Anonymous, an online hacker group, released a string of e-mails last week that purportedly show mortgage document fraud at Bank of America. Many people yawned. After all, there have been well-documented cases of mortgage fraud and illegal foreclosures, and little has been done to punish Bank of America or any of the banks for their behavior.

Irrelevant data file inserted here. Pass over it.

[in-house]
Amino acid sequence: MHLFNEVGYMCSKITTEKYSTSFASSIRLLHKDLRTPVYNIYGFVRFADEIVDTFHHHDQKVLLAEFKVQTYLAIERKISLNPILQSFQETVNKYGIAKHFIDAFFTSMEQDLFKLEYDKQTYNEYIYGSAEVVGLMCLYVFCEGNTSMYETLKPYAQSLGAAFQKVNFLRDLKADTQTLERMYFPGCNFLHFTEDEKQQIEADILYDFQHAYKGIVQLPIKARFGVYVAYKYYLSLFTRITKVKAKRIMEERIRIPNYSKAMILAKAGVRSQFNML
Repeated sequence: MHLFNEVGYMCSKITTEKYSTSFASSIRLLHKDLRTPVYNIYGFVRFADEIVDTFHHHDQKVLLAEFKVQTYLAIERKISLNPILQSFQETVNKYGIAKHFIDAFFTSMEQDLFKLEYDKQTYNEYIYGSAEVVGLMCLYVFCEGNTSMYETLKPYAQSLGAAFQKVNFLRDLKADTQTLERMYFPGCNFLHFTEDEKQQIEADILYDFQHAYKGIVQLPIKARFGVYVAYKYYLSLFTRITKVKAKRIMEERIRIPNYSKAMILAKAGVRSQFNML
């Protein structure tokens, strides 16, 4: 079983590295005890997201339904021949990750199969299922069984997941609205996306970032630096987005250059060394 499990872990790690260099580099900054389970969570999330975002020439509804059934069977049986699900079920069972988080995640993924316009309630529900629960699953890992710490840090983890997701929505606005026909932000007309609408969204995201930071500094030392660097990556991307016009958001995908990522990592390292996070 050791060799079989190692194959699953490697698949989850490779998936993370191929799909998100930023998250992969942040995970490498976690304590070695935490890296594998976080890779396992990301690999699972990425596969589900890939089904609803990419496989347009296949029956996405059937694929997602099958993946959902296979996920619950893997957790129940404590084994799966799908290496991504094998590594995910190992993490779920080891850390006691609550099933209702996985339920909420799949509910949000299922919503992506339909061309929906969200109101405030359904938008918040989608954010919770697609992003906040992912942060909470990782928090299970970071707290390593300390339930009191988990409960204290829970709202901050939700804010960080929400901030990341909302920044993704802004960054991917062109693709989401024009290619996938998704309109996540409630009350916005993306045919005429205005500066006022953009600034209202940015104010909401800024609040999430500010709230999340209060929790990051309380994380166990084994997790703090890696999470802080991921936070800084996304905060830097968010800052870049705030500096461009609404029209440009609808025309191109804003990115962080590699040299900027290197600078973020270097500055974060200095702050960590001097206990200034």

But just because the federal government has been slow to act on the mortgage crisis doesn’t mean that these e-mails are any less valuable. The e-mails are a chain showing requests for Balboa Insurance employees to remove document tracking numbers from the system of record. Balboa Insurance became a division of Bank of America after the bank bought the bankrupt home loan company Countrywide Financial. The idea suggested in the e-mails was to misplace individual documents away from matching loans. This would make it harder for federal auditors to investigate individual loans. It would also make it far more difficult for individual homeowners to dispute or question bank action on their loans – and therefore obtain mortgage modifications or a stay on bank foreclosure. The Anonymous e-mails are serious indeed. They’re a snapshot into why the mortgage mess spiraled out of control. While they don’t tell the whole story, they point to the need for further investigation and possible action on behalf of the federal government. When people are losing their homes, the banks shouldn’t be allowed to get away with deception.